With everyone either back to school or getting there immediately after Labor Day, this is a great time to remind all students, college and high school, YOUR SOCIAL MEDIA PRESENCE FOLLOWS YOU. No. I am not shouting at you in text format, but I am making a point. If you (or your friends) blog it, post it on Facetime, Twitter, Instagram, or any social network, you are vulnerable to future employers, mortgage officers and credit opportunities, college admissions, and the list goes on. Be aware and be proactive.
How many hours a month do you spend on the Internet? How much time are you using it for education, entertainment, work, purchasing services or products, or connecting with friends and family? The average American spends 32 hours per month on the Internet. A tidbit I learned on a webinar hosted by Juicy Results, a terrific web marketing company. And as I thought about that number, I realized I spend that much time per week and more on the Internet! If the nature of jobs and careers in the future is changing, then this is important information to know.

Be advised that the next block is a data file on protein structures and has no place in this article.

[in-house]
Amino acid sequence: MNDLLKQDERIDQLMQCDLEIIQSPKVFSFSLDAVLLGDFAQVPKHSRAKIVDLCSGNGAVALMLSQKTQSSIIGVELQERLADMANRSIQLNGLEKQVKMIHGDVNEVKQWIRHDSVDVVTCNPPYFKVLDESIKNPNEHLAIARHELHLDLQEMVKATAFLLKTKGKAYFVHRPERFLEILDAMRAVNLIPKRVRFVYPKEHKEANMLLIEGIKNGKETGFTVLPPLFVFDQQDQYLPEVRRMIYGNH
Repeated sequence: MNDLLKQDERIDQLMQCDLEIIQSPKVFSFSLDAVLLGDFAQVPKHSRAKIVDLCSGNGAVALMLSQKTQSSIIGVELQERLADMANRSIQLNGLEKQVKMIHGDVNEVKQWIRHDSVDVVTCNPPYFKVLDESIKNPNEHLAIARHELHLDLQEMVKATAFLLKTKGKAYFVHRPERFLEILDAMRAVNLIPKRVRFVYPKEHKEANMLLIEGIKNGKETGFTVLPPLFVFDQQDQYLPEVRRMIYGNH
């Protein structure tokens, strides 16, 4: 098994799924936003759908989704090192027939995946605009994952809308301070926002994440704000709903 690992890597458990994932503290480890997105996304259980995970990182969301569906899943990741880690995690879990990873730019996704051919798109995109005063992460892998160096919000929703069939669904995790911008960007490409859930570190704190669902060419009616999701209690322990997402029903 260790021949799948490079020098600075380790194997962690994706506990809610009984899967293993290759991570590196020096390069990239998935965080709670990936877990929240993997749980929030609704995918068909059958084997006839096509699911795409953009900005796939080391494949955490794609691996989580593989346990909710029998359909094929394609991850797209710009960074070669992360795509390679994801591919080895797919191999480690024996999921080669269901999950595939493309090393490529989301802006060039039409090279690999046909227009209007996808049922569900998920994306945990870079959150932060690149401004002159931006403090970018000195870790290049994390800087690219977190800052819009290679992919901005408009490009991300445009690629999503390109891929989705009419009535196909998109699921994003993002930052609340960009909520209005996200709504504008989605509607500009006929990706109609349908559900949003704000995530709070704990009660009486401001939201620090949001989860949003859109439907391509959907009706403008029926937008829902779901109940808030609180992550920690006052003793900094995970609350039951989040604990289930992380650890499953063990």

Do you have a social media presence? What does it look like? Universities and employers alike are using social media to “check out” their candidates. Everything from your email address and voice message to your pictures and comments on the Internet are available for public scrutiny and feed into your public image or “social entity.”
Just as different people have different perspectives on issues, different generations view and address issues differently. In regards to social media, there is a great article and some interesting data that specifically address the issues of school and job impact. Click here to read the article and be sure to scroll down to table 2B and note the difference between Baby Boomers and Echo Boomers. While an Echo Boomer may see nothing wrong with a particular message posted on a social media site, the individual responsible for your admission to college or hiring you may be a Baby Boomer and the posting is offensive.
Now ask yourself the question again and consider who may be on the other side of the computer monitor checking you out. What does your “social entity” look like? What do you need to do to create the kind of social image that characterizes you but doesn’t jeopardize future opportunities? Contact me if you need assistance or want more information.